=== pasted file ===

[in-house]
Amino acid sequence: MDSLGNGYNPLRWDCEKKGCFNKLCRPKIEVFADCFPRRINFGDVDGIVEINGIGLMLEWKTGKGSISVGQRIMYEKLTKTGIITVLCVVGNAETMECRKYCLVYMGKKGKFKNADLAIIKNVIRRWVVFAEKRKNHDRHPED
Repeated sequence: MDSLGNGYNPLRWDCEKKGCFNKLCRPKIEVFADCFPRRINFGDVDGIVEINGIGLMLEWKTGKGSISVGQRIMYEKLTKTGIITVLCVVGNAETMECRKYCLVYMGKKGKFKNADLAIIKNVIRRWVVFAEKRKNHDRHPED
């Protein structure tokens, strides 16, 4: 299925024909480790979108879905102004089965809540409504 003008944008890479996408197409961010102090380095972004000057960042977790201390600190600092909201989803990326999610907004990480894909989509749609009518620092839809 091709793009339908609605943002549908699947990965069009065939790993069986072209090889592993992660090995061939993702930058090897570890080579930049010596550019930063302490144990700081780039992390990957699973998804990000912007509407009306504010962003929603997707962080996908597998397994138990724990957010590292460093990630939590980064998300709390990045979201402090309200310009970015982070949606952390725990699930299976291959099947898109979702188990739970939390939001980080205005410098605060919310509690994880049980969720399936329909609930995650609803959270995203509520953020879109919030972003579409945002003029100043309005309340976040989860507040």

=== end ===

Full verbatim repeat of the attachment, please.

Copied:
[in-house]
Amino acid sequence: MDSLGNGYNPLRWDCEKKGCFNKLCRPKIEVFADCFPRRINFGDVDGIVEINGIGLMLEWKTGKGSISVGQRIMYEKLTKTGIITVLCVVGNAETMECRKYCLVYMGKKGKFKNADLAIIKNVIRRWVVFAEKRKNHDRHPED
Repeated sequence: MDSLGNGYNPLRWDCEKKGCFNKLCRPKIEVFADCFPRRINFGDVDGIVEINGIGLMLEWKTGKGSISVGQRIMYEKLTKTGIITVLCVVGNAETMECRKYCLVYMGKKGKFKNADLAIIKNVIRRWVVFAEKRKNHDRHPED
């Protein structure tokens, strides 16, 4: 299925024909480790979108879905102004089965809540409504 003008944008890479996408197409961010102090380095972004000057960042977790201390600190600092909201989803990326999610907004990480894909989509749609009518620092839809 091709793009339908609605943002549908699947990965069009065939790993069986072209090889592993992660090995061939993702930058090897570890080579930049010596550019930063302490144990700081780039992390990957699973998804990000912007509407009306504010962003929603997707962080996908597998397994138990724990957010590292460093990630939590980064998300709390990045979201402090309200310009970015982070949606952390725990699930299976291959099947898109979702188990739970939390939001980080205005410098605060919310509690994880049980969720399936329909609930995650609803959270995203509520953020879109919030972003579409945002003029100043309005309340976040989860507040």